In addition to monitoring pressure drop, there are two other operating parameters which must be monitored to assure that the system is operating satisfactorily--residual water content and fluid temperature. The final water content of the fluid can be routinely determined on a periodic basis by an analytical technique, such as the Karl Fischer Test on aliquot samples of the polished fluid. Continuous testing, using one or more automatic test units such as a Fisher model 447 Coulomatic Titrimeter (not shown) can also be used.
Temperature change must be measured because all desiccant materials emit discrete amounts of heat for each pound of water they absorb. This is not only true of "conventional" desiccating materials, such as anhydrous calcium sulfate, but for molecular sieve materials as well. Many working, or "functional" fluids, particularly refrigerants, are quite sensitive to this phenomenon and will not work effectively if they are heated to much in the dewatering operation. Consequently, the tri-modal filter canister 10 further comprises a set of thermometers 58a and 58b, respectively, located at the entrance and discharge areas of strainer module 48 to measure the "delta-T" (in ° F.) of the fluid. Although dial gages are shown in the figures for measuring pressure drop and temperature changes, it is understood that many automated comparative measuring systems, some with automatic telemetry, are now available and any of these can be used without difficulty. Such units are particularly desirable where the canister unit 10 operates in remote or hazardous areas.
In operation, it is found that only desiccants generating less than about 1600 BTU per pound of water absorbed can be safely used with most fluids being treated, particularly when refrigerant materials are involved. This criterion is found to eliminate most, if not all molecular sieve materials from consideration for this work. As a practical matter, the temperature rise of the treated fluid should be held to a range of between approximately 4° and about 10° F., depending upon both the size of the system and the amount of fluid being treated. A larger increase indicates that the wrong desiccant may have been used and a smaller increase indicates that the desiccant is becoming saturated with water and should be changed.
Any solid dry desiccant meeting these above-described criteria can be used in strainer module 48. One material which has been shown to meet these criteria is available commercially as Drierite 8 mesh from the W. A. Hammond Drierite Company, and others such as the Mallinckrodt Chemical Company. This has a density of about 65 pounds/ft3 and the particles will occupy about 50% of the bed volume. Consequently, for a maximum liquid flow rate of three gallons per minute and with a residence time of one minute, about six gallons (0.8 ft3) of desiccant material would be required. Experience with this material shows that a working system having about 50 pounds of desiccant and a fluid residence time of about one minute in the strainer at a flow rate of about 3 gallons per minute, easily maintained a dry working fluid at below about 100 ppm of water in methylene chloride without difficulty, until about six pounds of water were removed.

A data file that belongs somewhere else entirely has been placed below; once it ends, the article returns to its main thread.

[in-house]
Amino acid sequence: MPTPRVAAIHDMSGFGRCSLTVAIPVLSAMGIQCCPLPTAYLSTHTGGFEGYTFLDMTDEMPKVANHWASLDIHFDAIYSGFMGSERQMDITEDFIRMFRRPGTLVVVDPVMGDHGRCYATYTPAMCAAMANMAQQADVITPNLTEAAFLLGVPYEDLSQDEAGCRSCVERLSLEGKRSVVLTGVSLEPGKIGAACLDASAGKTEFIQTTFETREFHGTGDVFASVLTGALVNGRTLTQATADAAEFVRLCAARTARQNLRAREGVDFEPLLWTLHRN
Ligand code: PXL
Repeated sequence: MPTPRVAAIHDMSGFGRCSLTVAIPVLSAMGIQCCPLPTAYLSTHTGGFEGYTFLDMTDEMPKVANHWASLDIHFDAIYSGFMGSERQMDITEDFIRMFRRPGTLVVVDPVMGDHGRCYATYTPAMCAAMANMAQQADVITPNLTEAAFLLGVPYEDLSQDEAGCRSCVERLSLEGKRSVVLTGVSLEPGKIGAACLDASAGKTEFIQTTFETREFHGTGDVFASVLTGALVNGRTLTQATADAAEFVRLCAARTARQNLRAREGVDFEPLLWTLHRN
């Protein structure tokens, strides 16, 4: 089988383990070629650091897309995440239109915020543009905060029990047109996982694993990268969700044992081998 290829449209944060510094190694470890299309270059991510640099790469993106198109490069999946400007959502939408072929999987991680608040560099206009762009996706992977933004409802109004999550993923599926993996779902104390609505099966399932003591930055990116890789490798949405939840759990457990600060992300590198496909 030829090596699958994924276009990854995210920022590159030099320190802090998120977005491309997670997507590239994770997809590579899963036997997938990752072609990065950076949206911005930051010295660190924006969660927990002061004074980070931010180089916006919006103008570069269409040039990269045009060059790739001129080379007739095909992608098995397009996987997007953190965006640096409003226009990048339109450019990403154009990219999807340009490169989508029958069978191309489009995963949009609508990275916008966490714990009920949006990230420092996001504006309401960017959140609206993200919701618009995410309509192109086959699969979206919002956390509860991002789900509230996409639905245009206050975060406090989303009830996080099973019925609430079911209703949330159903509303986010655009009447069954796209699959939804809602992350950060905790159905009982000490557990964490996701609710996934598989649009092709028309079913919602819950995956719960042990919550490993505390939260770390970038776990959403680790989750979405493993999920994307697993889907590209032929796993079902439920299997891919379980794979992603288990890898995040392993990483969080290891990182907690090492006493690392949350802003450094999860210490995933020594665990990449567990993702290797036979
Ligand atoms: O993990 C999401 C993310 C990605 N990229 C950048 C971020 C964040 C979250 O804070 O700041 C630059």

To remove particles smaller than about 1000 microns, the tri-modal filter canister 10 further comprises a plurality of filter elements 60 located, in the embodiment of FIG. 2, directly beneath stainer module 48. Each of filter elements 60 is positioned to rest on filter support plate 46 so that it will fit over a hole therein, so that the filtered fluid discharged therefrom flows directly into hemispherical portion 34 and second outlet pipe 30. The particular embodiment illustrated in FIGS. 4 and 5 has seven of filter elements 60 located therein in approximately a "close packed" hexagonal form. It is understood that in larger or smaller versions of hollow body 32, a different number of filter elements 60 may be required.
Regardless of the number of filter elements used, each of them is biased to sealingly engage the filter support plate 46 by an adjustable bias means, such as a spring 62 located between the bottom surface of strainer basket 50 and one of a set of end caps 61 positioned on the upper end of each of filters 60. Any non-reactive material may be used for these end caps. Shifting of the filter elements 60 is prevented by filter guides 64 which are mounted on the interior circumference of the outlet holes in filter support plate 46 and extend into the interior of each filter element body.
In the operation of the embodiment of FIG. 2, the fluid coming out of strainer module 48 (which still has some quantity of particles smaller than 1000 microns therein) drops into the plenum space surrounding the filter elements 60, from which plenum it must enter the filter elements for final particulate removal or "polishing" before it can exit from the canister body 32. Filter elements commercially available for this purpose can easily remove particulate material down to about one micron is size. Since "nominal" one micron filter elements typically exhibit a ±20% breakthrough, a three micron particle could "escape" filtration. To minimize the possibility of fluid bypass, the filter seating areas on filter support plate 46 are typically machined to a 32 RMS or better finish. Since the arithmetic average deviation of 0.000032" is less than the size of a one micron (0.000036") particle, the retention of all particles above 1 micron within the filter medium is effectively established and maintained.